Prepare the Soil for Your Lettuce
Sow Lettuce Seeds
Weed and Water
When to Pick Lettuce
Home gardeners and cooks have plenty of designer greens to choose from, but good old-fashioned lettuce is still the favorite crop for salad greens. There are four basic types of lettuce: Crisphead (think iceberg) lettuce forms tight, firm heads of crisp leaves, while butterhead lettuce produces a smaller, softer head. Romaine lettuce forms upright, cylindrical heads, and looseleaf lettuce doesn't form a head at all.
The ideal medium for growing lettuce is a loose, sandy loam that is slightly acidic and free of dirt clods and rocks. Soil amended with compost or other organic matter before planting will yield better crops. Miracle-Gro® Organic Choice® Garden Soil contains organic ingredients as well as all-natural plant food, so it's a good choice for growing vegetables.
Plant lettuce seeds 1/4 inch deep and 1 inch apart in rows about 18 inches apart. Once three or four leaves form, thin looseleaf seedlings to 4-6 inches apart, butterhead and romaine types to 6-10 inches apart, and crisphead to 10-12 inches.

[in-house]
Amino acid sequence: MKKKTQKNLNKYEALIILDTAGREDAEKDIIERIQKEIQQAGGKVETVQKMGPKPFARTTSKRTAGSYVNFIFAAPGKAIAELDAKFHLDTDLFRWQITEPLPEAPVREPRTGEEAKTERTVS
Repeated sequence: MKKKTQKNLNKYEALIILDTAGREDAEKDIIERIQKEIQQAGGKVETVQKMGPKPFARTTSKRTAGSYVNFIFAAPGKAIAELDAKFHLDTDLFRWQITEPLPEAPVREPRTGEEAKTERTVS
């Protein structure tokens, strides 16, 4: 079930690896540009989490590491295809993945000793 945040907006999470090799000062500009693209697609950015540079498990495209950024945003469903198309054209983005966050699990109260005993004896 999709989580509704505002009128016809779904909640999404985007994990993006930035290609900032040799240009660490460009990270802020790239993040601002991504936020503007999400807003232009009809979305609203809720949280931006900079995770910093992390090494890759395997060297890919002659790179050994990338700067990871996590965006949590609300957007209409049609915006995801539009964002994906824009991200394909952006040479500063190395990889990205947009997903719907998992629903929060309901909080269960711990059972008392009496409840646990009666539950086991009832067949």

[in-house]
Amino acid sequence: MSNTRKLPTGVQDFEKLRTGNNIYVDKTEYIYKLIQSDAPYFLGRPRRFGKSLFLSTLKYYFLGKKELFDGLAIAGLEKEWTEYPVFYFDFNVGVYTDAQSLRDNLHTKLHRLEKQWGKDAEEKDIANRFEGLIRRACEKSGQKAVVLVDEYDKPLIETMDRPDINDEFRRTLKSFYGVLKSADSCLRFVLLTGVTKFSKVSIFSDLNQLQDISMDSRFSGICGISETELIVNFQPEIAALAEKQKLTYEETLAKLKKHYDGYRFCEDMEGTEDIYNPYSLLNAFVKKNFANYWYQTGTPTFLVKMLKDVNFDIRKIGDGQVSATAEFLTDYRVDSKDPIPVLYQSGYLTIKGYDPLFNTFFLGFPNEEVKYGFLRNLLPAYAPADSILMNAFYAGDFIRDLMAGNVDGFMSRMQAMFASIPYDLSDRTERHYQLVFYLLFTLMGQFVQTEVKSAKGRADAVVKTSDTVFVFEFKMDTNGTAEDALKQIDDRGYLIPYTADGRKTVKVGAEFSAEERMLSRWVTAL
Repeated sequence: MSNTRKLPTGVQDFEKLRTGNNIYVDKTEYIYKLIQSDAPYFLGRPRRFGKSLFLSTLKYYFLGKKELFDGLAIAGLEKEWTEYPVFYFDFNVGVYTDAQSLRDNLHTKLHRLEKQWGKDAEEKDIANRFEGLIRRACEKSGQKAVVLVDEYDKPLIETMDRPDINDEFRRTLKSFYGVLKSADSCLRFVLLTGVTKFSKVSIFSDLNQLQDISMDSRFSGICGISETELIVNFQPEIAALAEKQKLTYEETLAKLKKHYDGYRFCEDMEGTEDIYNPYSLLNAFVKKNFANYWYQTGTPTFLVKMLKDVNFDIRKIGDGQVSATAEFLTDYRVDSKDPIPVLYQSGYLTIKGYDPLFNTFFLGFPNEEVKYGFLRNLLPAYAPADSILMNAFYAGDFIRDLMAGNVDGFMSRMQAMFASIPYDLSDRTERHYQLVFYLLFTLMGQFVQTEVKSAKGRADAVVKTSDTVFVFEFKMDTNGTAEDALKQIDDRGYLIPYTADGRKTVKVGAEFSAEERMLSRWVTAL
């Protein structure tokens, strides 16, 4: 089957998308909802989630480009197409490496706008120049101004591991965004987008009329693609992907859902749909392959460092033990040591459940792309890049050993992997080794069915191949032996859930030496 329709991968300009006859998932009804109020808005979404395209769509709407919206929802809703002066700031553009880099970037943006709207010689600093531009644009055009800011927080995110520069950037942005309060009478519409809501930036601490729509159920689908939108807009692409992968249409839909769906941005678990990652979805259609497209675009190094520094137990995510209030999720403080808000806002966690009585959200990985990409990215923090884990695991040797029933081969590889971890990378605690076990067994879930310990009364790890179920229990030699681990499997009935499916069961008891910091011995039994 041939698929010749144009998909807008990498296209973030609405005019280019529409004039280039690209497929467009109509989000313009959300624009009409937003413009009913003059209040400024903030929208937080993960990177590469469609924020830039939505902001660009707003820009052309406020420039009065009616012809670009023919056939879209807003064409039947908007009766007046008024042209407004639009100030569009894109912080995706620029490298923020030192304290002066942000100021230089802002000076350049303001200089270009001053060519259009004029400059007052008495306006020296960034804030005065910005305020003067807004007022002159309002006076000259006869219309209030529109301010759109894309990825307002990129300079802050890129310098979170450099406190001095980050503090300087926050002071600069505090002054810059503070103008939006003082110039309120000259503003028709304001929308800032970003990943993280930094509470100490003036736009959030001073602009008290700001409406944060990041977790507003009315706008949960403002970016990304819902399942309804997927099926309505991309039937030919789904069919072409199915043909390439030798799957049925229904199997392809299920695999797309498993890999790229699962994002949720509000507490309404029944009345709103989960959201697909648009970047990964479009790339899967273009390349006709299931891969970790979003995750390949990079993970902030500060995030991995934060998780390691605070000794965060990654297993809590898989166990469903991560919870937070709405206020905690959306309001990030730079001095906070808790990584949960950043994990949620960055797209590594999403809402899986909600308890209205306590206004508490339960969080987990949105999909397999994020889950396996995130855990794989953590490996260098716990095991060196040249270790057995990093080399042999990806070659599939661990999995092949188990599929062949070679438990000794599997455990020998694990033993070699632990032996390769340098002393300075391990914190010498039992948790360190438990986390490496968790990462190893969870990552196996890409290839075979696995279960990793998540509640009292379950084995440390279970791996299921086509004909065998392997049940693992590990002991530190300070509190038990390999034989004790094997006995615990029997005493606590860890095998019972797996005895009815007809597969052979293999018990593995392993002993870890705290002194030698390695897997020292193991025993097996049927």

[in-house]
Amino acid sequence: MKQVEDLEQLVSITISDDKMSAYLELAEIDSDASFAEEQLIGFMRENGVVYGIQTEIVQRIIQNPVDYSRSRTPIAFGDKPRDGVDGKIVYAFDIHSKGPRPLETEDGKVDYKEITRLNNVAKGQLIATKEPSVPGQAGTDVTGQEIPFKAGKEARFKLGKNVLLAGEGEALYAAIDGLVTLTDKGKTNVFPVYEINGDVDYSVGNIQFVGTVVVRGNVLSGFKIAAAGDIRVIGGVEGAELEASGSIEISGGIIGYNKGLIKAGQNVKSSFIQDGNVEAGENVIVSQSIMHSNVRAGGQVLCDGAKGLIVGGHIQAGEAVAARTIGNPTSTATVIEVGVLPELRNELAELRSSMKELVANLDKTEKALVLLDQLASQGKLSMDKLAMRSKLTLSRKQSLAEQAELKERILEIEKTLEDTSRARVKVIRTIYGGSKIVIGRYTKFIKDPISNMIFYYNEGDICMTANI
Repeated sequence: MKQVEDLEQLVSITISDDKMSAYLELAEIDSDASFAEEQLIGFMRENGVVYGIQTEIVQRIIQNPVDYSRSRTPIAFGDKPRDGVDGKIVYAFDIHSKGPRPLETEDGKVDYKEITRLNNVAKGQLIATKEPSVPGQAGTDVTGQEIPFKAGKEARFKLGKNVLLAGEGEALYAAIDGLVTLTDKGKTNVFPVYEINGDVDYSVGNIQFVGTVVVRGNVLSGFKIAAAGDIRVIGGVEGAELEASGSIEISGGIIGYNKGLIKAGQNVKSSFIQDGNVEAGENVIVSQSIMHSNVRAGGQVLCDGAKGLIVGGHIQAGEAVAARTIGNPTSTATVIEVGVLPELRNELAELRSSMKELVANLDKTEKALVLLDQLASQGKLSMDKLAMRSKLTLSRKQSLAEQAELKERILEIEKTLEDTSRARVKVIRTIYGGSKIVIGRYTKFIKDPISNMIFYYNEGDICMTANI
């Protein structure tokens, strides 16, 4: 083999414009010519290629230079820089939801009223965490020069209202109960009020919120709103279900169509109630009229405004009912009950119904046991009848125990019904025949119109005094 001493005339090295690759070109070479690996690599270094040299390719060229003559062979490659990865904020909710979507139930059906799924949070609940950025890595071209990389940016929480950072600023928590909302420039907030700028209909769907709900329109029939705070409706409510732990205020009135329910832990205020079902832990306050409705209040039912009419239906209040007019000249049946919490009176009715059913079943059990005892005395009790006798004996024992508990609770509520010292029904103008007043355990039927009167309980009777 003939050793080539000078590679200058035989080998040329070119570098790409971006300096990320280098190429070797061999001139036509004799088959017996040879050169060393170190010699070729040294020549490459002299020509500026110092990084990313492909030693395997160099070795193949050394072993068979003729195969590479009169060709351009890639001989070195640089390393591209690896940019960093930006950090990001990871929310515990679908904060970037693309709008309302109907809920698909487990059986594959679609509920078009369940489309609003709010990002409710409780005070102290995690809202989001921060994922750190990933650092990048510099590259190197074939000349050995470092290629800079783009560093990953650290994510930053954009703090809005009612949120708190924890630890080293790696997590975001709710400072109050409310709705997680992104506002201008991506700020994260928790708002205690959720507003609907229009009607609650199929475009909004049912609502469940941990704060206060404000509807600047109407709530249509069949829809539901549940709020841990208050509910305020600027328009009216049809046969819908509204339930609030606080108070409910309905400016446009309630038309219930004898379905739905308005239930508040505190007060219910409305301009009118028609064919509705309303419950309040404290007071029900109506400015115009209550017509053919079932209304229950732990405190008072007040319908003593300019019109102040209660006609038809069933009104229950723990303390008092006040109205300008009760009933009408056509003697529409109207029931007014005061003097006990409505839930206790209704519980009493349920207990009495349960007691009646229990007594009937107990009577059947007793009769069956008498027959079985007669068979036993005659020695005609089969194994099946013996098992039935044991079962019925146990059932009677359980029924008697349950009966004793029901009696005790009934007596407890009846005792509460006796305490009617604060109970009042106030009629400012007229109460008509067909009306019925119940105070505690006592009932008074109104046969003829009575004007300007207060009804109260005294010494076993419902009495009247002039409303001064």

Because lettuce roots are shallow, pull surrounding weeds by hand or hoe lightly to avoid disturbing the soil. Keep the soil moist, but not waterlogged. Mulching the rows with a 2- to 3-inch layer of organic mulch will help keep the soil moist, cool, and weed-free.
Looseleaf lettuce is the fastest-growing type and can be picked when leaves reach 2 inches. Take leaves from the outside of the plant, so new leaves will continue to form. When leaves are 4-6 inches, pull the entire plant before it becomes tough and bitter. Pick outside leaves of butterhead and romaine or cut the entire head about an inch above the soil. Pick head lettuce when the center is firm.
In cool-summer regions, you can grow lettuce all summer and into fall. In areas where winters are mild, you can grow it into the fall and winter. Where both summers and winters are mild, you can grow lettuce year-round.